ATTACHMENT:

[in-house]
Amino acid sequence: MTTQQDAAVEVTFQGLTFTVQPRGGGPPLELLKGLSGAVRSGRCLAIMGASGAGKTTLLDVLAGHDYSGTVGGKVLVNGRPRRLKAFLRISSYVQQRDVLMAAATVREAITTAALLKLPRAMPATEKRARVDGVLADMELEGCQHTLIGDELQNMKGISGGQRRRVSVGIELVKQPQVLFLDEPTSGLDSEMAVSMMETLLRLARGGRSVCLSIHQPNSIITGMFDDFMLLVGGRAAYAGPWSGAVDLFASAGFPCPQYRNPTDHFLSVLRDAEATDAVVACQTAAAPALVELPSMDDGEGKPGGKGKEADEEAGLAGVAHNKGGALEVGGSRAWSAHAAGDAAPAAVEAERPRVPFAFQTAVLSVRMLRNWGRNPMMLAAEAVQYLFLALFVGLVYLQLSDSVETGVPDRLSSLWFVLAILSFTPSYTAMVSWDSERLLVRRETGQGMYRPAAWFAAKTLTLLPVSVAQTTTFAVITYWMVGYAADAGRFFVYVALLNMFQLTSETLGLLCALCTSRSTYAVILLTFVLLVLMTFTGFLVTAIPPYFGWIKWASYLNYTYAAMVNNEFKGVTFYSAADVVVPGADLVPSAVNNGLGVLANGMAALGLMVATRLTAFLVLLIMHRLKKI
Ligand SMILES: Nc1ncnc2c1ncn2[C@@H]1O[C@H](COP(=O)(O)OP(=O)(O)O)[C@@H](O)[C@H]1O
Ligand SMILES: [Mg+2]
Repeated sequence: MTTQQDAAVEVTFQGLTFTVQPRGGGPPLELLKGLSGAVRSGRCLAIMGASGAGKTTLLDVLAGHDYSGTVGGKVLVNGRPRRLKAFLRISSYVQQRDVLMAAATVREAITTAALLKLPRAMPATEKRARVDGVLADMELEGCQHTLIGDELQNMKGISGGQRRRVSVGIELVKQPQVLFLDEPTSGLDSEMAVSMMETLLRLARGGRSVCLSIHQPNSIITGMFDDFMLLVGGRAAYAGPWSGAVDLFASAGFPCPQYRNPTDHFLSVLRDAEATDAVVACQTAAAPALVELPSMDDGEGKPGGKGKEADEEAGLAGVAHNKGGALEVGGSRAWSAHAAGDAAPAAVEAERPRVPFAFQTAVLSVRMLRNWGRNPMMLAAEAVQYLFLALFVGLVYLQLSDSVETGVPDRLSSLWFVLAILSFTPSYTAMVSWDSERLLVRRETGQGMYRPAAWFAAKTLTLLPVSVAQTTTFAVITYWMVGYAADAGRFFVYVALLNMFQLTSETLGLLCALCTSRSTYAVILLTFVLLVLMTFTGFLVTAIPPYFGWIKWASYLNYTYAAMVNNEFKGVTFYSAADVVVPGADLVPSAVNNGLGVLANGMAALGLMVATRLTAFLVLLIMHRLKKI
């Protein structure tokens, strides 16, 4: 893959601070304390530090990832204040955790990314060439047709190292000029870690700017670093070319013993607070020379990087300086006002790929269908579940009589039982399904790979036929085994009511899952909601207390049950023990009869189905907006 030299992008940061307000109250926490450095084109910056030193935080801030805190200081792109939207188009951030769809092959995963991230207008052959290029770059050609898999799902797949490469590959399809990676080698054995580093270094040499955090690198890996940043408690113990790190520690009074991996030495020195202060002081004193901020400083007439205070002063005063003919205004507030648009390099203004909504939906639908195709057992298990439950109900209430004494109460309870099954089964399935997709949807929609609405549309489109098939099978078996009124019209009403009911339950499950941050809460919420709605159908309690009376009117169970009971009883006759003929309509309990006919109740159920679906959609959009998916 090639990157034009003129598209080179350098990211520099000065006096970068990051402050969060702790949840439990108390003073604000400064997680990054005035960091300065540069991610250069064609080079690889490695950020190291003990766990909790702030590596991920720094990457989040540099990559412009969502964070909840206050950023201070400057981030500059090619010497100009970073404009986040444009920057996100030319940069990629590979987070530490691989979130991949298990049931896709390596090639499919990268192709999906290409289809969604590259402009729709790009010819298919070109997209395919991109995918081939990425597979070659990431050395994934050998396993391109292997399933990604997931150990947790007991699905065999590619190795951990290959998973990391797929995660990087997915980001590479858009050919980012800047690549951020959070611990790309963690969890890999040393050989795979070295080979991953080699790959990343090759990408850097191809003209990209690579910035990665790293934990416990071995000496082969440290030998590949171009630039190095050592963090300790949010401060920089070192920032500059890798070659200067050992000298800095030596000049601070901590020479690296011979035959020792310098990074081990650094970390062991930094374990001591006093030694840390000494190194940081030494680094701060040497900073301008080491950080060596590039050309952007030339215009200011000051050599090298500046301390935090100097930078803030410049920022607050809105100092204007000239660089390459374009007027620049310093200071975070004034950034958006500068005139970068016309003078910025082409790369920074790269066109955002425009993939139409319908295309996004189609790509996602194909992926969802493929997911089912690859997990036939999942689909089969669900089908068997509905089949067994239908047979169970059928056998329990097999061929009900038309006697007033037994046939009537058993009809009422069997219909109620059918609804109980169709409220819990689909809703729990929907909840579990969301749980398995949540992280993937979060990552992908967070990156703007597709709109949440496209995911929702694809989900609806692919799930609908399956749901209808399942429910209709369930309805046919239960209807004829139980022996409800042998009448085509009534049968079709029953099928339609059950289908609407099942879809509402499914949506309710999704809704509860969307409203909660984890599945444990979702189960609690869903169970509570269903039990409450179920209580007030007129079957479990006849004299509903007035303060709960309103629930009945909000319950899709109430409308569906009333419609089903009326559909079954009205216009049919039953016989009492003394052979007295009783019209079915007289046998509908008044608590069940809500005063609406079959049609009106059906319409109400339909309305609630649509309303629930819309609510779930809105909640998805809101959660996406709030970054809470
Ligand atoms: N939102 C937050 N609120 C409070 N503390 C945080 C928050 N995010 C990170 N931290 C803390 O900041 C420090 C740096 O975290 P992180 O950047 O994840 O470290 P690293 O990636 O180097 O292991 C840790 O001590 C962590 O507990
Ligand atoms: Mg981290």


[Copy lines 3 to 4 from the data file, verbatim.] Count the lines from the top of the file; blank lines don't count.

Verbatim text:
Ligand SMILES: Nc1ncnc2c1ncn2[C@@H]1O[C@H](COP(=O)(O)OP(=O)(O)O)[C@@H](O)[C@H]1O
Ligand SMILES: [Mg+2]